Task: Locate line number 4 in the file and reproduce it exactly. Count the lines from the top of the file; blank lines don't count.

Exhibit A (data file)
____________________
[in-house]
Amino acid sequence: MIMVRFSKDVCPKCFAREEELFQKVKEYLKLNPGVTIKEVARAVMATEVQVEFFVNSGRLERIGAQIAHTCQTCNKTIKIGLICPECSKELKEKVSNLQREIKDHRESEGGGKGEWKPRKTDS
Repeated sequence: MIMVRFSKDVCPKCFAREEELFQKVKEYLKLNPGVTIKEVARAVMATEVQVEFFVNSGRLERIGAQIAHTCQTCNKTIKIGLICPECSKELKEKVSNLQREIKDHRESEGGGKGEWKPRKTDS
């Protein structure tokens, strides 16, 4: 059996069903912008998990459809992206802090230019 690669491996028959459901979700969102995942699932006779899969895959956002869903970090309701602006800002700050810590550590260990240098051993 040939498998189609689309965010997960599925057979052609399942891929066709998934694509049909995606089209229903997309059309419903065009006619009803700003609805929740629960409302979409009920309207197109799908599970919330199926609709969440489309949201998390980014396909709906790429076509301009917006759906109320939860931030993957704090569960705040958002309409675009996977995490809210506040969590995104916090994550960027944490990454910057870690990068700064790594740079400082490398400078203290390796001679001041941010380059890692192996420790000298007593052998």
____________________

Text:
């Protein structure tokens, strides 16, 4: 059996069903912008998990459809992206802090230019 690669491996028959459901979700969102995942699932006779899969895959956002869903970090309701602006800002700050810590550590260990240098051993 040939498998189609689309965010997960599925057979052609399942891929066709998934694509049909995606089209229903997309059309419903065009006619009803700003609805929740629960409302979409009920309207197109799908599970919330199926609709969440489309949201998390980014396909709906790429076509301009917006759906109320939860931030993957704090569960705040958002309409675009996977995490809210506040969590995104916090994550960027944490990454910057870690990068700064790594740079400082490398400078203290390796001679001041941010380059890692192996420790000298007593052998």